There’s more Tacoma footage and it just keeps getting better

IGN has released the first 15 minutes Fullbright’s next game Tacoma, and it’s looking astonishingly good. We’d already gotten glimpses of its ship as Amy, the protagonist, slipped around in zero-gravity, transferring from surface to surface to navigate the empty ship, and we’d seen the first echoes of those that used to inhabit it: colorful human-shaped holograms, going about their lives on loop as Amy stayed quiet and watched. we watch them converse and lament, joke and flirt and worry But with this new footage we get an even closer look at the AR ghosts that drive Tacoma’s plot—we watch them…


The story is in the details: A chat with Fullbright’s Nina Freeman and Karla Zimonja

This article is part of Issue 8.5, a digital zine available to Kill Screen’s print subscribers. Read more about it here and get a copy yourself by subscribing to our soon-to-be-relaunched print magazine. /// Fullbright are best known for 2013’s iconic Gone Home. Their particular niche, now being refined with their upcoming Tacoma, is the narrative videogame: an intimate, carefully designed space left for the player to explore and unravel. Nina Freeman, creator of 2015’s Cibele, joined Fullbright last year as a level designer. Karla Zimonja co-founded the studio with Steve Gaynor. We sat down with them in their Portland office…


The layered, AR-embodied story of Tacoma

Gone Home, our favorite game of 2013, was a quiet marvel. Often slapped with the label of “walking simulator,” Gone Home was a revelatory shift in videogame storytelling in its non-standard exploration of a family via a house’s inanimate objects. Gone Home told a heartfelt coming-of-age tale about family and teenage sexuality during a time where such stories were rare in videogames. In Gone Home’s highly anticipated follow-up, Tacoma, The Fullbright Company have shifted their focus to a new venture beyond Earth itself: space. In the newest trailer and gameplay footage for Tacoma, revealed yesterday during YouTube’s Live at E3…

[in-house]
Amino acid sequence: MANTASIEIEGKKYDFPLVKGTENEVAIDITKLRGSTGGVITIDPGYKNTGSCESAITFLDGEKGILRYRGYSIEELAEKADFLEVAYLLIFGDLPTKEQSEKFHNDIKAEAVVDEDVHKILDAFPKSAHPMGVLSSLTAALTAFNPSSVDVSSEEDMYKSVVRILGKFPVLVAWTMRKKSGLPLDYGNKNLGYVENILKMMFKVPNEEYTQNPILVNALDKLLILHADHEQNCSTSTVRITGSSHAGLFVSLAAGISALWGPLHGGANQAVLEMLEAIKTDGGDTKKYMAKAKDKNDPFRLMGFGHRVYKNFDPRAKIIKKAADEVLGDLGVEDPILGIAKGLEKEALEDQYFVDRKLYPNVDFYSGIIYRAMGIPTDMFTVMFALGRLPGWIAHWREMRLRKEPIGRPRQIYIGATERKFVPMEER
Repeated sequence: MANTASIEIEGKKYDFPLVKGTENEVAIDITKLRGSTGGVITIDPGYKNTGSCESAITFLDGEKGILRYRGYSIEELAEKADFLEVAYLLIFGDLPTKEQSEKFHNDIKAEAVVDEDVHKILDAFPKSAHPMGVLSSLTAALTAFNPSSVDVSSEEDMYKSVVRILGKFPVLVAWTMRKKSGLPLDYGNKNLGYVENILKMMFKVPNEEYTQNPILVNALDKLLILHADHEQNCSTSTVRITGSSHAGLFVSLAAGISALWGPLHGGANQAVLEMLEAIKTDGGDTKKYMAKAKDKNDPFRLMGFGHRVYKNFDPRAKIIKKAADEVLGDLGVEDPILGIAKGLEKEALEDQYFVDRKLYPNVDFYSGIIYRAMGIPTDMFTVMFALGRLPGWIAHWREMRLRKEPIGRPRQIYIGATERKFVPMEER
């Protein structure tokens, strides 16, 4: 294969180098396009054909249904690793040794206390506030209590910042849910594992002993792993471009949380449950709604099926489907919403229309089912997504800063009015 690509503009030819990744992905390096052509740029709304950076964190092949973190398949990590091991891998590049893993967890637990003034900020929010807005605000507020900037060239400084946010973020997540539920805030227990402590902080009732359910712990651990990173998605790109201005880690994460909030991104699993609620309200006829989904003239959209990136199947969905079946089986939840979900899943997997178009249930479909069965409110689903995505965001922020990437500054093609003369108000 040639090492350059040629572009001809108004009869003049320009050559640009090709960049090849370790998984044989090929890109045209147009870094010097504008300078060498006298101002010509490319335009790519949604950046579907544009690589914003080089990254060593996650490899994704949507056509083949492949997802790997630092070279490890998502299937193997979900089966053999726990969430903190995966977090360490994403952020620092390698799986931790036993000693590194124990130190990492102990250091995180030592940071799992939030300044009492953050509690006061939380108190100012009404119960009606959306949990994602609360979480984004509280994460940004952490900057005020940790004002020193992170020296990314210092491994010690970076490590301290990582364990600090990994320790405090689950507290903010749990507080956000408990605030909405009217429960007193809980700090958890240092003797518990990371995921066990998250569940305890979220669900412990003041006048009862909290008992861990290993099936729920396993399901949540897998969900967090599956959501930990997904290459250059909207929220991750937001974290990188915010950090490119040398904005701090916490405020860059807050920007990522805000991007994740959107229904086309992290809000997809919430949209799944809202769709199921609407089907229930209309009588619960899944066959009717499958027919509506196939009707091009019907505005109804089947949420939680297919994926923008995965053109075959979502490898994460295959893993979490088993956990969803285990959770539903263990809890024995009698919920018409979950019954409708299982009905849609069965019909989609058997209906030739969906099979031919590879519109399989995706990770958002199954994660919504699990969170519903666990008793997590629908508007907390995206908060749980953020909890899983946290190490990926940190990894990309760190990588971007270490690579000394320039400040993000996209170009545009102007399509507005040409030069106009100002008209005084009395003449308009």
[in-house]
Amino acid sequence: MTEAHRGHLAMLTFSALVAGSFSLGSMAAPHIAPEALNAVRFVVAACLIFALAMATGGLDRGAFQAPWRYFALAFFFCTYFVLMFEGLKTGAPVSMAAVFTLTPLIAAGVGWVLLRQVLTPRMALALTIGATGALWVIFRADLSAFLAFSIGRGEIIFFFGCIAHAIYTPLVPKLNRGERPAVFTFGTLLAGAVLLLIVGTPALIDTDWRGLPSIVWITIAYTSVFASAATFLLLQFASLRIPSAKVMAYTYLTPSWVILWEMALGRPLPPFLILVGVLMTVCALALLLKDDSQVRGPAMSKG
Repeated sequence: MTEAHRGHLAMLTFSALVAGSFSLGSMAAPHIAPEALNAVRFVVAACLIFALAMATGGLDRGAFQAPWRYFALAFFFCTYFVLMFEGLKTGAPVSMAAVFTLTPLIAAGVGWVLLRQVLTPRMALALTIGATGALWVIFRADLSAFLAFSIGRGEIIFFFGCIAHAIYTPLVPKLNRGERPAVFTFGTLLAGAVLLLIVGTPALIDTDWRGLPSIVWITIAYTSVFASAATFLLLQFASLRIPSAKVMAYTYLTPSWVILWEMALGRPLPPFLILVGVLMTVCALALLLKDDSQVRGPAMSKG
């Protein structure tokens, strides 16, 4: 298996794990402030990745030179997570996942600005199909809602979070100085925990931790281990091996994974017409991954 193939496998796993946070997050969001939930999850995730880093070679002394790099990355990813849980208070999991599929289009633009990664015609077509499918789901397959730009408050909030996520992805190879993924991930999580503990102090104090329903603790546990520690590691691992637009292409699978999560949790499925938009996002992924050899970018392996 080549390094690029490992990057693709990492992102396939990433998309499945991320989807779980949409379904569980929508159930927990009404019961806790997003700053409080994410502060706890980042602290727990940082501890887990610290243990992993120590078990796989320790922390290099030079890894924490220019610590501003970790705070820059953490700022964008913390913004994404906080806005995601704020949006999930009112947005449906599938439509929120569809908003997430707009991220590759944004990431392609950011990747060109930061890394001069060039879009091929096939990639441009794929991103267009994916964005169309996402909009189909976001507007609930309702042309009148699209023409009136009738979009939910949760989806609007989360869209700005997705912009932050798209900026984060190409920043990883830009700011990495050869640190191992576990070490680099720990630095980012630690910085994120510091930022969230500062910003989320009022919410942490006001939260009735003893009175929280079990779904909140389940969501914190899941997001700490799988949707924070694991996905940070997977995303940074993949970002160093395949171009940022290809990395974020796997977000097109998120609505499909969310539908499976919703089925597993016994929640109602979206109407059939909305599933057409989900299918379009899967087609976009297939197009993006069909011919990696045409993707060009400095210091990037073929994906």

Gone Home

Gone Home heads to consoles on January 12th with behind-the-scenes commentary

It’s fair to say that we’re quite fond of Gone Home. It was our Game of the Year when it came out for PC back in 2013. And its mark has been left not only on our own minds, but in those of other creators, with Gone Home‘s intimate exploration of household objects manifesting in various game narratives over the past two years. Of course, there’s more to it than that; the moment of genuine terror it manufactures, the homage to the 1990s and teen angst, its housing of one of gaming’s prominent queer relationships, exploring themes of aging and growing…


Gone Home programmer announces a gorgeous game about manifest destiny

“One describes a tale best by telling the tale. You see? The way one describes a story, to oneself or to the world, is by telling the story. It is a balancing act and it is a dream. The more accurate the map, the more it resembles the territory. The most accurate map possible would be the territory, and thus would be perfectly accurate and perfectly useless. The tale is the map that is the territory. You must remember this.” – Neil Gaiman, American Gods American roads tell stories. From Huck Finn’s trek across socioeconomic boundaries to Kerouac’s rhythmic ode to a…


How Tacoma’s ghosts of the past will help you in the present

While it wasn’t a horror game, the utter abandonment of the house in Gone Home made every turn around every corner feel like an imminent encounter with the supernatural. It was only in the material possessions of that house’s residents that any sign of life was even evident. Take that format and throw it out into the cold isolation of space and you have the recipe for an even eerier experience. But on board the space station where Fullbright’s upcoming game Tacoma takes place, it seems we won’t be completely alone. If you count the virtual presences that occupy the…